“Tim who?” I said.

“You’ll see!” said she, and we did.

 

As we stood there in the sunshine at the eastern end of the lovely grey church, beside the great slab of granite lying on top of poor Tim and his wife, I peered through the wrought iron railings protecting the grave from vandals to read the epitaph reputed to have been written by the incumbent just twenty minutes before his decease and decided that I had to find out more.

 

” Here lies John and with him Mary,

Cheek by jowl and never vary,

No wonder they so well agree,

John wants no punch, and Moll no tea.”

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The Eleanor Crosses

Eleanor Cross in Hardingstone
Charing Cross

Replica cross outside Charing Cross Station

When you see road signs telling you the distance to London the distance given is to a point at the South of Trafalgar Square where a statue to Charles I currently stands. A plaque on the floor tells you that this was the location of the original Charing Cross (a replica of which now stands outside Charing Cross Station.

 

To find out how the original hamlet of Charing came to get such a monument and the addition to it’s name, we have to go back to the end of the 13th Century.

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Three Rush-Bearings (1906)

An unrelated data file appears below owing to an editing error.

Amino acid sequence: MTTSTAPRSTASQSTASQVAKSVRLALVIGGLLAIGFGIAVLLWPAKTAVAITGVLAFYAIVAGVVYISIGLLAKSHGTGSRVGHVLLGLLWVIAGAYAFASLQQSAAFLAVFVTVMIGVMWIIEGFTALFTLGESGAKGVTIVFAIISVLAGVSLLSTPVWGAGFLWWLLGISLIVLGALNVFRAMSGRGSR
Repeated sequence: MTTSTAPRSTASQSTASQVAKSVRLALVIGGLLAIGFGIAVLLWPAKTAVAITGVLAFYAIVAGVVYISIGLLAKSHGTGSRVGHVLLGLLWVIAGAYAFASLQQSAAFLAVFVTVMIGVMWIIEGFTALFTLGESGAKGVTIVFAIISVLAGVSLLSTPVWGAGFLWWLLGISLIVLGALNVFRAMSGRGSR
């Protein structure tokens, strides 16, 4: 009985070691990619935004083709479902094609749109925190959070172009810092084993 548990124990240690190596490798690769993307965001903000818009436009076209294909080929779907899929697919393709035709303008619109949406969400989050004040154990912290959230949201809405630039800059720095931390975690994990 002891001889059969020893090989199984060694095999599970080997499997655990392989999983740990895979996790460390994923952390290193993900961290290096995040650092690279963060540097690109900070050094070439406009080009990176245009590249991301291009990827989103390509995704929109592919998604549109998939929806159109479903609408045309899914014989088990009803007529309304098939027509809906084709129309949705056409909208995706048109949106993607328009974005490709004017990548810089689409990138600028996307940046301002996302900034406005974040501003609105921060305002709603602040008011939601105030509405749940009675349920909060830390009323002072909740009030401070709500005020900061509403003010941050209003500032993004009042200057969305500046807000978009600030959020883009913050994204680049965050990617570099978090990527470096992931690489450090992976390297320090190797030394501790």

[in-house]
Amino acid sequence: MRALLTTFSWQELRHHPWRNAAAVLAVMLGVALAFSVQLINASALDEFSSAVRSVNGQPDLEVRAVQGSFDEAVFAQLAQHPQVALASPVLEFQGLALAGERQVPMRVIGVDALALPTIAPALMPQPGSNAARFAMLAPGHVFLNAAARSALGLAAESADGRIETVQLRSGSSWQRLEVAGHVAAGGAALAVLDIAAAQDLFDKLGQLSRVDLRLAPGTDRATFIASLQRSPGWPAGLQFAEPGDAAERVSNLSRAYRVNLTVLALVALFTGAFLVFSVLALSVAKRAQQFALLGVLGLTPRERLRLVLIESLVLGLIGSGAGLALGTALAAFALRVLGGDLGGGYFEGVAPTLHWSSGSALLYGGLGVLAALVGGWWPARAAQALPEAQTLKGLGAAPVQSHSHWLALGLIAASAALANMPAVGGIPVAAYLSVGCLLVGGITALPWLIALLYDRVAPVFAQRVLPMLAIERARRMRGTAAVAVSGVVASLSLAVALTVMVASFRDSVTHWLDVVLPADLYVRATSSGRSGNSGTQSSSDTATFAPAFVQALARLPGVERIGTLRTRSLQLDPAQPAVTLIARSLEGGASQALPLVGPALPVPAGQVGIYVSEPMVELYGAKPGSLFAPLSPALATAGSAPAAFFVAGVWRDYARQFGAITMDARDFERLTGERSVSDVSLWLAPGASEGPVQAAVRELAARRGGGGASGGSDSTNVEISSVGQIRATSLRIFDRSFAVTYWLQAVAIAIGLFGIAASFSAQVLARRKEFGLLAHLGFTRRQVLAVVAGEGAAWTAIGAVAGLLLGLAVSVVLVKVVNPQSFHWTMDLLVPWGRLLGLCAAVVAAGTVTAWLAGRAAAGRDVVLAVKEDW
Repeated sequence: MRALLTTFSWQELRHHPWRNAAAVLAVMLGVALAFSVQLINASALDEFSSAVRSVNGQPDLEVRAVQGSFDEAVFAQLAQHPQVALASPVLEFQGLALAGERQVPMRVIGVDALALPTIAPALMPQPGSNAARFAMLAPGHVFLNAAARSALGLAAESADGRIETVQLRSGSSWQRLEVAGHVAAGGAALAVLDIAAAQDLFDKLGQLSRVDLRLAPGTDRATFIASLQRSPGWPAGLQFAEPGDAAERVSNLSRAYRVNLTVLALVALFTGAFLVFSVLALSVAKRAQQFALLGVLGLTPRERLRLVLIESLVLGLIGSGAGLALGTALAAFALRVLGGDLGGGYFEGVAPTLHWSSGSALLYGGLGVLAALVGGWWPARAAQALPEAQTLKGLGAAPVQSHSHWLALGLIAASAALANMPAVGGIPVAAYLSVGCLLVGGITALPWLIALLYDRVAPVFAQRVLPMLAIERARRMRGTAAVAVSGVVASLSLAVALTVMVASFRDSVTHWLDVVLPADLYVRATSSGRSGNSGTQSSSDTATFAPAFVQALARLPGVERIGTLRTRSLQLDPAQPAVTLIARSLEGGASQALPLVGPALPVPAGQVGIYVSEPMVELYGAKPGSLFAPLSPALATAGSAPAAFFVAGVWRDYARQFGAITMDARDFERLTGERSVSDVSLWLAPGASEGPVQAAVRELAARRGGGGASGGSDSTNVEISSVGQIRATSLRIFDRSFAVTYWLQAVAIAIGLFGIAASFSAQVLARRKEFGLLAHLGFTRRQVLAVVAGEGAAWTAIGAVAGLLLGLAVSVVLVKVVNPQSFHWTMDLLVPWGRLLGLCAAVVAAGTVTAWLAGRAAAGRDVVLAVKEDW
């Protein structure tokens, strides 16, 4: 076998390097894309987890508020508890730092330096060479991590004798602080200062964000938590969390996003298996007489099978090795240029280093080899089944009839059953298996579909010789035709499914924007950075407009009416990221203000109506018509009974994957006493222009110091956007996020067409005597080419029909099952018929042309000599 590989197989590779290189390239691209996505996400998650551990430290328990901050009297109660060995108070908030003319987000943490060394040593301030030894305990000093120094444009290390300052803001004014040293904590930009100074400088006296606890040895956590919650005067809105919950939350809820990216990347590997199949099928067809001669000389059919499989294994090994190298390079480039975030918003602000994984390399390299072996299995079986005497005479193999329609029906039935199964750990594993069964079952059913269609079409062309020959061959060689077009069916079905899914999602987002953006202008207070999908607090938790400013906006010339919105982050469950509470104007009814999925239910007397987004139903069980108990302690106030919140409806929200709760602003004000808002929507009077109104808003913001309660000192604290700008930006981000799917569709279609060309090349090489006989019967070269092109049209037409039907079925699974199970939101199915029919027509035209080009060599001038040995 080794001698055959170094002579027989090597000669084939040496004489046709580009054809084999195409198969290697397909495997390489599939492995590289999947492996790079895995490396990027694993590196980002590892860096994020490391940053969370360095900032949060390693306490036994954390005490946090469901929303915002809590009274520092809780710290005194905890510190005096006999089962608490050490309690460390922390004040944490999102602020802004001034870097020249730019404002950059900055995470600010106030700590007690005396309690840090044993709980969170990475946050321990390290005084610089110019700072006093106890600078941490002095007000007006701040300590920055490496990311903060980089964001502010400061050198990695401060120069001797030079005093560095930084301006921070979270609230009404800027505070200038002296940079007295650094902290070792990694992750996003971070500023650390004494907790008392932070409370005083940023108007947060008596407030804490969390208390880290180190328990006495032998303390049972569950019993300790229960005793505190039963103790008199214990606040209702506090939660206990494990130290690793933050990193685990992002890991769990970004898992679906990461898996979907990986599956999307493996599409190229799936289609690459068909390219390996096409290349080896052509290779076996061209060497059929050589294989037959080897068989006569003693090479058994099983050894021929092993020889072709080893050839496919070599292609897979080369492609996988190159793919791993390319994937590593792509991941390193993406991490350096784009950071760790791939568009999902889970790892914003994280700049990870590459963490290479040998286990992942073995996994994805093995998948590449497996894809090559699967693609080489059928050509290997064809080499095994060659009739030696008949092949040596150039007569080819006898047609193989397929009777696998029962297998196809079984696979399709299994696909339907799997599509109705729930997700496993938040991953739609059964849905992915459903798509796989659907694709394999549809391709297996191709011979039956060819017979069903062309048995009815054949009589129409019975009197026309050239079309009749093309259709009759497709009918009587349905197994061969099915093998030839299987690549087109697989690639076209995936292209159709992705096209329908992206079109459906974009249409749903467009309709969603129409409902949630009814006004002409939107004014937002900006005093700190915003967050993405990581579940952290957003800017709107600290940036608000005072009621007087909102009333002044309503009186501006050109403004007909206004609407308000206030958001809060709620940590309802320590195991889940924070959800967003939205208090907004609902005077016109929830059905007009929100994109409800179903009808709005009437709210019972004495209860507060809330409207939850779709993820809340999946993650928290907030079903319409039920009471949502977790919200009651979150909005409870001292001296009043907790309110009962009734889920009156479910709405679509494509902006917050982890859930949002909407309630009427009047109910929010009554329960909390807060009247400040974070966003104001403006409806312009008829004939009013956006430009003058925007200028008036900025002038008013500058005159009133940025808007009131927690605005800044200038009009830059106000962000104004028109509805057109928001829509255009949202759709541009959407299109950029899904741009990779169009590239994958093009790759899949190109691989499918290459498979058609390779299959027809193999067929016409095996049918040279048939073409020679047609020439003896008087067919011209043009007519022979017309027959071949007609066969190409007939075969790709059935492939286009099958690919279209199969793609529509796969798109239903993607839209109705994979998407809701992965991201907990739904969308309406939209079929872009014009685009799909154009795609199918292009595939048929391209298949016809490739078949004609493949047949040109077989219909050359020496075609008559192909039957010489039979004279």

We heard about it first in Ambleside. We were in lodgings half-way up the hill that leads to the serene, forsaken Church of St. Anne. It was there that Faber, fresh from Oxford, had been curate, silently thinking the thoughts that were to send him into the Roman communion, and his young ghost, with the bowed head and the troubled eyes, was one of the friends we had made in the few rainy days of our sojourn. Another was Jock, a magnificent old collie, who accepted homage as his royal due, and would press his great head against the knee of the alien with confident expectation of a caress, lifting in recognition a long, comprehending look of amber eyes. Another friend—though our relations were sometimes strained—was Toby, a piebald pony of piquant disposition. He allowed us to sit in his pony-cart at picturesque spots and read the Lake Poets to him, and to tug him up the hills by his bridle, which he had expert ways of rubbing off, to the joy of passing coach-loads, when our attention was diverted to the landscape. Another was our kindly landlady. She came in with hot tea that Saturday afternoon to cheer up the adventurous member of the party, who had just returned half drowned from a long drive on coachtop for the sake of scenery absolutely blotted out by the downpour. There the “trippers” had sat for hours, huddled under trickling umbrellas, while the conscientious coachman put them off every now and then to clamber down wet banks and gaze at waterfalls, or halted for the due five minutes at a point where nothing was perceptible but the grey slant of the rain to assure them—and the spattered red guidebook confirmed his statement—that this was “the finest view in Westmoreland.” So when our landlady began to tell us of the ancient ceremony which the village was to observe that afternoon, the bedrenched one, hugging the bright dot of a fire, grimly implied that the customs and traditions of this sieve-skied island—in five weeks we had had only two rainless days—were nothing to her; but the tea, that moral beverage which enables the English to bear with their climate, wrought its usual reformation. Read more »